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Ravenna seeking funding solutions

By Micah PanczykRecord-Courier staff writer Published: November 9, 1997 12:00 AM

Ravenna voters rejected a 1.29-mill levy that would have generated $191,336 annually for maintenance and improvements to Maple Grove Cemetery _ despite Mayor Paul Jones' announcement in October that police and fire protection could be cut if the issue failed.

According to complete but unofficial results from the Portage County Board of Elections, 1,848 residents voted the measure down, while 1,471 favored it.

"We're going to have to do more with less," Jones said Friday. "I intend to meet with department heads Monday to explore future options to save money and generate new revenues. I will attempt to cut fire and police personnel as the very last resort."

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Ravenna Police Chief Michael Swartout said the department has made a lot of progress over the years.

"We'd hate to see this progress curtailed by fiscal constraints. Department heads are going to have to sit down and prioritize what gets cut, if cuts are indeed necessary," Swartout said.

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Fire Chief Larry Shafer echoed Swartout's comments. "It's too early to say anything definitive right now ... we'll be evaluating things."

Seventy percent of the city's general fund is spent on police and fire protection, Jones said. The possibility of cuts to other departments _ engineering, health and building _ are also being considered.

The general fund's year-end balance has been shrinking for the last 10 years because operational costs have risen faster than revenues, Jones said previously. In addition, the departure from Ravenna in 1993 of Evenflo Products Co., which makes baby-products and employed some 200 people, also pinched city coffers.

"I'm confident we can find new sources of revenue," Jones said. "There is, for example, a market in the city for a non-emergency shuttle service _ and thousands of dollars to be made."

A three-member commission will be appointed next week to scour the cemetery budget and submit a report suggesting ways the cemetery could be more efficiently administered, Jones said.

"I want to know and the Ravenna taxpayer wants to know whether the city needs to spend $250,000 annually on this cemetery. Can this budget be cut back? Can some improvements be amortized over a longer period of time?"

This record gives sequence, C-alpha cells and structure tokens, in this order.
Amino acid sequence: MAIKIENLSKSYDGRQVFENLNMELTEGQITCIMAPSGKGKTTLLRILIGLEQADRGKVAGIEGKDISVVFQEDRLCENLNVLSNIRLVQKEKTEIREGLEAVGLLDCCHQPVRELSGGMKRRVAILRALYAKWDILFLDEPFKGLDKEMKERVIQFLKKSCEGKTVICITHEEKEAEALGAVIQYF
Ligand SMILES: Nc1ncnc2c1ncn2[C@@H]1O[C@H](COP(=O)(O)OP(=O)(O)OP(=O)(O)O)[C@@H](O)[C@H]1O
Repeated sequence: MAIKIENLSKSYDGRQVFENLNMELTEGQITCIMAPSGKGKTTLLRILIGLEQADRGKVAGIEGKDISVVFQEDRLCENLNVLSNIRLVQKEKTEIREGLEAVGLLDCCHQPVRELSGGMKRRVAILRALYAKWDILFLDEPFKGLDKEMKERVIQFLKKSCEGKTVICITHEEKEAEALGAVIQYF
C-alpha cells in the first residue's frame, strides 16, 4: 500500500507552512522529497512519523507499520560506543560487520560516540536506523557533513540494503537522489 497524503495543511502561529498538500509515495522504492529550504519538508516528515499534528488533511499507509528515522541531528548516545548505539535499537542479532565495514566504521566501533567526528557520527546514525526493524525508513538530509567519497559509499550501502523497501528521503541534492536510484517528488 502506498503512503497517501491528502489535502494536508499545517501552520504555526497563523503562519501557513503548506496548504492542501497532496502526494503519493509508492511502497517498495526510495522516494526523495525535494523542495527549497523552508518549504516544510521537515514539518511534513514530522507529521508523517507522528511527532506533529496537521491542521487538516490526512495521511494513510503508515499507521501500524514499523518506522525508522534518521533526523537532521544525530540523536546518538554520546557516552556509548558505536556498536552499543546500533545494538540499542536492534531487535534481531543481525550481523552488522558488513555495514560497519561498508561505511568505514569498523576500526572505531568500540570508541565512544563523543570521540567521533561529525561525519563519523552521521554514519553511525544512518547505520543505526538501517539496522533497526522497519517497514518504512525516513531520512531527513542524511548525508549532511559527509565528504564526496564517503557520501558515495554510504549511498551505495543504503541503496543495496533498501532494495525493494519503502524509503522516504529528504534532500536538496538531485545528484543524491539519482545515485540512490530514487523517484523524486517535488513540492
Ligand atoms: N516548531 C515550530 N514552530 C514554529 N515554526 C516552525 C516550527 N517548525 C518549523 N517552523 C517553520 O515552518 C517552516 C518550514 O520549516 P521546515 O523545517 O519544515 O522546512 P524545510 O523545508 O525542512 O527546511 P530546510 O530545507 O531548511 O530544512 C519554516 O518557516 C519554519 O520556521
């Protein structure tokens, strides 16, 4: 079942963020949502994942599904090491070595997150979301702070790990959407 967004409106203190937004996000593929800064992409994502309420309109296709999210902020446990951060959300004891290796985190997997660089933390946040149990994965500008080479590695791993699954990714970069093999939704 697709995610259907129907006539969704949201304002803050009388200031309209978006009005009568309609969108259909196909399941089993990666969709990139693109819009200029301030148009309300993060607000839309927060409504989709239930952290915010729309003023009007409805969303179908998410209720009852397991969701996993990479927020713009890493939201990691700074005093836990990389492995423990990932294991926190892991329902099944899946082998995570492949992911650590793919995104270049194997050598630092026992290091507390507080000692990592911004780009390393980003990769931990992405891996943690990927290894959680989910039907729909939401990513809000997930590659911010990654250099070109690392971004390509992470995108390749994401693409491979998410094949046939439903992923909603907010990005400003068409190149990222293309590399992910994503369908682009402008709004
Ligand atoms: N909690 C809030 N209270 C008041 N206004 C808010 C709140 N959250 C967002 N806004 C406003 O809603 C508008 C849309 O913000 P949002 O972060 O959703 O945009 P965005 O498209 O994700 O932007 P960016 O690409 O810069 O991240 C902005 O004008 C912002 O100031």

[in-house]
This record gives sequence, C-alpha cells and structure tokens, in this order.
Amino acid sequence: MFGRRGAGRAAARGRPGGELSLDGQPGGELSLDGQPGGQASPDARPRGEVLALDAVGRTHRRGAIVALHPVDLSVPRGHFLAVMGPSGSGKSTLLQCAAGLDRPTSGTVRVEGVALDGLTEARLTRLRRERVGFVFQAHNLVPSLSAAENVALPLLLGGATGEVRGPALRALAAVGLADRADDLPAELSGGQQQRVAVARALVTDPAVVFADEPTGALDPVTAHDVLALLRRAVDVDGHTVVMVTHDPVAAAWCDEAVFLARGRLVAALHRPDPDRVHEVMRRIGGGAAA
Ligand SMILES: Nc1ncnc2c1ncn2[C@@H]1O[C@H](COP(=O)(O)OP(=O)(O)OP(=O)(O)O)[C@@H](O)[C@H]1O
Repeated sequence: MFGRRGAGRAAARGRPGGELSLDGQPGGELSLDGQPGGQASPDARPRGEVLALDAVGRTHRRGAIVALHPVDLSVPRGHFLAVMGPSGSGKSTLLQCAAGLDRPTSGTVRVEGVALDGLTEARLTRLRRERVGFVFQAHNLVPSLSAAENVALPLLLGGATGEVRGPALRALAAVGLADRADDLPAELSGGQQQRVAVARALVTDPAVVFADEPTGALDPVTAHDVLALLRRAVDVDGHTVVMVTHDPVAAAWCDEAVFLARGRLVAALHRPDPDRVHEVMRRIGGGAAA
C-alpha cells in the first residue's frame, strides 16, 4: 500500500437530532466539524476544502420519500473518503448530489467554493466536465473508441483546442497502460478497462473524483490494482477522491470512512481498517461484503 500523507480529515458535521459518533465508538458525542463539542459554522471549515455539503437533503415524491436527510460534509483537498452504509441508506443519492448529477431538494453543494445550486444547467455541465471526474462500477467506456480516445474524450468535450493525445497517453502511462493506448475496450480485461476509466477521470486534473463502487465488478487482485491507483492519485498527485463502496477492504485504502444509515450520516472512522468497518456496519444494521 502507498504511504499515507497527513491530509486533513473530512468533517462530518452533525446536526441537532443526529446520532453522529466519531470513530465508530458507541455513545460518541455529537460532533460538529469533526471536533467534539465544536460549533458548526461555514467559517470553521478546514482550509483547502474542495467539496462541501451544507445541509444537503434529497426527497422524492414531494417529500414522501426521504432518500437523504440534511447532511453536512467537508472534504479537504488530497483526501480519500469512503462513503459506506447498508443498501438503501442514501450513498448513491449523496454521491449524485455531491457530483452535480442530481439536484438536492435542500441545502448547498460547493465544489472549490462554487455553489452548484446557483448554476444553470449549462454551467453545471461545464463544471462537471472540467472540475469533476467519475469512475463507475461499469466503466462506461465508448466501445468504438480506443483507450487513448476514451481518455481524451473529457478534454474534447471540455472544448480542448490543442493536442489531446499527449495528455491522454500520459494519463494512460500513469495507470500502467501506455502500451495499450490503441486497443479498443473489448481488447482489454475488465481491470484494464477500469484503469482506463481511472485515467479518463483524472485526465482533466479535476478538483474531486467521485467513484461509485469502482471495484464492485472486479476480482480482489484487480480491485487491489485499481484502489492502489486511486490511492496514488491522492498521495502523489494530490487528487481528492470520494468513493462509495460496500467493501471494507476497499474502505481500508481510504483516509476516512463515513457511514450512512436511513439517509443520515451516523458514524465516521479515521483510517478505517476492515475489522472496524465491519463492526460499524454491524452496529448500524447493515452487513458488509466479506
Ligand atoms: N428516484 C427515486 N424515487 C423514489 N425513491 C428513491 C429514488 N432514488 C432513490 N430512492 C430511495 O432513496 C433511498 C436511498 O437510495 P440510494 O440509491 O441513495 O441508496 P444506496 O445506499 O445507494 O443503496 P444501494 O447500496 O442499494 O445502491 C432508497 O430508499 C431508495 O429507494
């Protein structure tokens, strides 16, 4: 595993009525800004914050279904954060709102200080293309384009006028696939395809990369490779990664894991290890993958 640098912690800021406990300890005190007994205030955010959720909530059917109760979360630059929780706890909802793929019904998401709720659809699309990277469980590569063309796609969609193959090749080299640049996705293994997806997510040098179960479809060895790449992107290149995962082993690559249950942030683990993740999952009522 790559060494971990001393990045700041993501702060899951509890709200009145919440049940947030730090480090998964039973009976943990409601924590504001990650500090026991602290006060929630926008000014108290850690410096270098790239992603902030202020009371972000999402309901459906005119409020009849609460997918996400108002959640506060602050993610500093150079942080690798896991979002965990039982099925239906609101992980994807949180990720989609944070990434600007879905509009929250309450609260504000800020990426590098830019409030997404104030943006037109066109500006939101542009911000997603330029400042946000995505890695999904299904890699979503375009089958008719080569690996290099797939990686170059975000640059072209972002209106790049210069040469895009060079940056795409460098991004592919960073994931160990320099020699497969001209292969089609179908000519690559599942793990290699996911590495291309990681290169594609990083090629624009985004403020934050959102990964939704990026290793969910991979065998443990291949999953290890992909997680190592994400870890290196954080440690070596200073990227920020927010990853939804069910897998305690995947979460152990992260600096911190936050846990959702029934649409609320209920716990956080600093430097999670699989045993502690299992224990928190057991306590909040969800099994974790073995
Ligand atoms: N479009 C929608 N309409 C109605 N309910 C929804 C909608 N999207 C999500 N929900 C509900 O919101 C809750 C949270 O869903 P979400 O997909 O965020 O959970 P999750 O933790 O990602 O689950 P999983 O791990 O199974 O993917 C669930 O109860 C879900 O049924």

Councilman Mark Gabriel, a member of the Union Cemetery Board, is considering options that might allow the city to trim the cemetery budget.

"There are avenues we need to consider," he said. "We will consider, for example, whether we could save by assigning city crews to perform paving in place of bidding these projects out to private companies. In addition, there are four roads we could choose not to pave and save as much as much as $30,000."

The average budget over the next four years is roughly $309,000 _ a figure which, due to necessary equipment expenditures, is higher than expected budgets after 2001, Gabriel said.

"We have some aging equipment that really needs to be replaced," Gabriel said. "I don't know how much we can afford to trim on these items."

The average piece of motorized cemetery equipment dates to 1979, according to Gabriel.

The city will also consider enlisting the help of volunteers and workers through the county parole offices, according to Jones.

"We have on occasion at our street department utilized people working off court sentences and they often make an excellent supplementary work force," he said.

In addition to furnishing funds for the cemetery's maintenance and capital improvements, the levy would have helped the city meet the roughly $60,000 in back payments it must pay Ravenna Township in each of the next five years. These payments will cover the city's pro-rated share of the cemetery's annual operating costs since 1993, when the city and township legally separated.

In that year, Common Pleas Court Judge Joseph Kainrad ruled that the city was solely responsible for the cemetery's oversight. The city appealed to the 11th District Court if Appeals, which upheld Kainrad's ruling.

Last February, city and township officials signed a union cemetery

agreement, putting to rest the lingering dispute over ownership of the

78-acre graveyard. Under this agreement, the city pays roughly 2/3 and

the township the remainder of the cemetery's operating expenses, a

breakdown based on tax valuations.

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